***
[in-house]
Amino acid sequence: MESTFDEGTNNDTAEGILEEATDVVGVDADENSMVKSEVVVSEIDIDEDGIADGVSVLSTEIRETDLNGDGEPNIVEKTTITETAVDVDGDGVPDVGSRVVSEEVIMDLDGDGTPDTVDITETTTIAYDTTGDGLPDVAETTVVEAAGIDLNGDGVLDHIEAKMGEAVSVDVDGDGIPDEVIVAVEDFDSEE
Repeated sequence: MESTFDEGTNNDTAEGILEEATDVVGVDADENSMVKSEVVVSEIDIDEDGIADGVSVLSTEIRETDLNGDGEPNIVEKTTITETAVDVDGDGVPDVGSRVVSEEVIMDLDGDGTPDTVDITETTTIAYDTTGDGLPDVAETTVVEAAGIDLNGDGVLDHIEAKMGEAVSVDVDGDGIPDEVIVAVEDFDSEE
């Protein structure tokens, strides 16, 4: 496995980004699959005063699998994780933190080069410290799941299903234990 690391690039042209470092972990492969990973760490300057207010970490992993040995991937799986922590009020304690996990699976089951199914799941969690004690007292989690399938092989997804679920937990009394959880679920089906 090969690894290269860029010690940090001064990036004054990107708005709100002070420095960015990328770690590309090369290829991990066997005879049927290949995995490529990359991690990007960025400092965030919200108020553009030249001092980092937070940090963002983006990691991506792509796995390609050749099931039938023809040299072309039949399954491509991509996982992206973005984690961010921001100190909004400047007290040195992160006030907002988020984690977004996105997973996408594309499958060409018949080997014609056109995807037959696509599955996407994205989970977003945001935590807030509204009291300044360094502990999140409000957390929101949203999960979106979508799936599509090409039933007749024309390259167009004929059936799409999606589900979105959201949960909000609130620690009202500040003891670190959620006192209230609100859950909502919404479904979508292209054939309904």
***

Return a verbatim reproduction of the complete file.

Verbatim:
[in-house]
Amino acid sequence: MESTFDEGTNNDTAEGILEEATDVVGVDADENSMVKSEVVVSEIDIDEDGIADGVSVLSTEIRETDLNGDGEPNIVEKTTITETAVDVDGDGVPDVGSRVVSEEVIMDLDGDGTPDTVDITETTTIAYDTTGDGLPDVAETTVVEAAGIDLNGDGVLDHIEAKMGEAVSVDVDGDGIPDEVIVAVEDFDSEE
Repeated sequence: MESTFDEGTNNDTAEGILEEATDVVGVDADENSMVKSEVVVSEIDIDEDGIADGVSVLSTEIRETDLNGDGEPNIVEKTTITETAVDVDGDGVPDVGSRVVSEEVIMDLDGDGTPDTVDITETTTIAYDTTGDGLPDVAETTVVEAAGIDLNGDGVLDHIEAKMGEAVSVDVDGDGIPDEVIVAVEDFDSEE
């Protein structure tokens, strides 16, 4: 496995980004699959005063699998994780933190080069410290799941299903234990 690391690039042209470092972990492969990973760490300057207010970490992993040995991937799986922590009020304690996990699976089951199914799941969690004690007292989690399938092989997804679920937990009394959880679920089906 090969690894290269860029010690940090001064990036004054990107708005709100002070420095960015990328770690590309090369290829991990066997005879049927290949995995490529990359991690990007960025400092965030919200108020553009030249001092980092937070940090963002983006990691991506792509796995390609050749099931039938023809040299072309039949399954491509991509996982992206973005984690961010921001100190909004400047007290040195992160006030907002988020984690977004996105997973996408594309499958060409018949080997014609056109995807037959696509599955996407994205989970977003945001935590807030509204009291300044360094502990999140409000957390929101949203999960979106979508799936599509090409039933007749024309390259167009004929059936799409999606589900979105959201949960909000609130620690009202500040003891670190959620006192209230609100859950909502919404479904979508292209054939309904």